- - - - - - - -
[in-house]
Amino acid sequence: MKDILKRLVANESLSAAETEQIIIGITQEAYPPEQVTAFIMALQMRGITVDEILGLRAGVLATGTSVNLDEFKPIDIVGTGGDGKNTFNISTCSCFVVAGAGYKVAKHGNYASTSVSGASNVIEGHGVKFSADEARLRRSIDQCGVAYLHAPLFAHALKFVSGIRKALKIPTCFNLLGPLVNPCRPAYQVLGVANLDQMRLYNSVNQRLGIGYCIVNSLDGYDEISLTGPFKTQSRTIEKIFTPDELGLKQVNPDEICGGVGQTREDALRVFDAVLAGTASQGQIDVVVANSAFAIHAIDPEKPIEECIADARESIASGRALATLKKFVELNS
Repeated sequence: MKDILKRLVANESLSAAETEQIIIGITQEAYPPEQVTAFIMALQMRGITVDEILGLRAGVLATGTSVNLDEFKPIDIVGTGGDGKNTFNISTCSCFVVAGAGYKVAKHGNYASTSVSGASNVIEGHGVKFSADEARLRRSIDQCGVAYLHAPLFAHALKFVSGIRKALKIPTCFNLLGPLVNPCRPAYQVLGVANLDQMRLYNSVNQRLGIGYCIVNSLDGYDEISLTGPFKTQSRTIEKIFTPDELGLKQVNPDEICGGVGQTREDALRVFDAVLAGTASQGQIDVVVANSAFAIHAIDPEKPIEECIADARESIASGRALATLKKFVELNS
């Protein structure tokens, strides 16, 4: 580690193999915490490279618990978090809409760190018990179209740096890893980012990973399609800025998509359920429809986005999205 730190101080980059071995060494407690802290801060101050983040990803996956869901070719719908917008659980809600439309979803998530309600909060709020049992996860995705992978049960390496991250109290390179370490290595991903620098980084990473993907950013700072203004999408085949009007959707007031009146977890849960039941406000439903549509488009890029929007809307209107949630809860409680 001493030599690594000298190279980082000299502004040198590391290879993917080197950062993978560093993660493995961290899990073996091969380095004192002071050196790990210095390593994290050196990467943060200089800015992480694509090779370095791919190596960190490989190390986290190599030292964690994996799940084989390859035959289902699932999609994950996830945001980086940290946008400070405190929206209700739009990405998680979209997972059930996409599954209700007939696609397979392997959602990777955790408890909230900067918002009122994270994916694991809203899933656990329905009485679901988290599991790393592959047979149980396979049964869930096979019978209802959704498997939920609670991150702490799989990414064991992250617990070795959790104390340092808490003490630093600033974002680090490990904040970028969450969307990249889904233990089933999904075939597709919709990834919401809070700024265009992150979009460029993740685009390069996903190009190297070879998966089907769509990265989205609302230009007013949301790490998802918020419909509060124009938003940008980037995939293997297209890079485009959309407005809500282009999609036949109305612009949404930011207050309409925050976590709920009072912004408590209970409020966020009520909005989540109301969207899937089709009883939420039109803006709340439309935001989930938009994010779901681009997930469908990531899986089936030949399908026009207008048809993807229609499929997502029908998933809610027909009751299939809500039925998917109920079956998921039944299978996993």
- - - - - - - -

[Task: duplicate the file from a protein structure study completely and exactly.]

[in-house]
Amino acid sequence: MKDILKRLVANESLSAAETEQIIIGITQEAYPPEQVTAFIMALQMRGITVDEILGLRAGVLATGTSVNLDEFKPIDIVGTGGDGKNTFNISTCSCFVVAGAGYKVAKHGNYASTSVSGASNVIEGHGVKFSADEARLRRSIDQCGVAYLHAPLFAHALKFVSGIRKALKIPTCFNLLGPLVNPCRPAYQVLGVANLDQMRLYNSVNQRLGIGYCIVNSLDGYDEISLTGPFKTQSRTIEKIFTPDELGLKQVNPDEICGGVGQTREDALRVFDAVLAGTASQGQIDVVVANSAFAIHAIDPEKPIEECIADARESIASGRALATLKKFVELNS
Repeated sequence: MKDILKRLVANESLSAAETEQIIIGITQEAYPPEQVTAFIMALQMRGITVDEILGLRAGVLATGTSVNLDEFKPIDIVGTGGDGKNTFNISTCSCFVVAGAGYKVAKHGNYASTSVSGASNVIEGHGVKFSADEARLRRSIDQCGVAYLHAPLFAHALKFVSGIRKALKIPTCFNLLGPLVNPCRPAYQVLGVANLDQMRLYNSVNQRLGIGYCIVNSLDGYDEISLTGPFKTQSRTIEKIFTPDELGLKQVNPDEICGGVGQTREDALRVFDAVLAGTASQGQIDVVVANSAFAIHAIDPEKPIEECIADARESIASGRALATLKKFVELNS
């Protein structure tokens, strides 16, 4: 580690193999915490490279618990978090809409760190018990179209740096890893980012990973399609800025998509359920429809986005999205 730190101080980059071995060494407690802290801060101050983040990803996956869901070719719908917008659980809600439309979803998530309600909060709020049992996860995705992978049960390496991250109290390179370490290595991903620098980084990473993907950013700072203004999408085949009007959707007031009146977890849960039941406000439903549509488009890029929007809307209107949630809860409680 001493030599690594000298190279980082000299502004040198590391290879993917080197950062993978560093993660493995961290899990073996091969380095004192002071050196790990210095390593994290050196990467943060200089800015992480694509090779370095791919190596960190490989190390986290190599030292964690994996799940084989390859035959289902699932999609994950996830945001980086940290946008400070405190929206209700739009990405998680979209997972059930996409599954209700007939696609397979392997959602990777955790408890909230900067918002009122994270994916694991809203899933656990329905009485679901988290599991790393592959047979149980396979049964869930096979019978209802959704498997939920609670991150702490799989990414064991992250617990070795959790104390340092808490003490630093600033974002680090490990904040970028969450969307990249889904233990089933999904075939597709919709990834919401809070700024265009992150979009460029993740685009390069996903190009190297070879998966089907769509990265989205609302230009007013949301790490998802918020419909509060124009938003940008980037995939293997297209890079485009959309407005809500282009999609036949109305612009949404930011207050309409925050976590709920009072912004408590209970409020966020009520909005989540109301969207899937089709009883939420039109803006709340439309935001989930938009994010779901681009997930469908990531899986089936030949399908026009207008048809993807229609499929997502029908998933809610027909009751299939809500039925998917109920079956998921039944299978996993």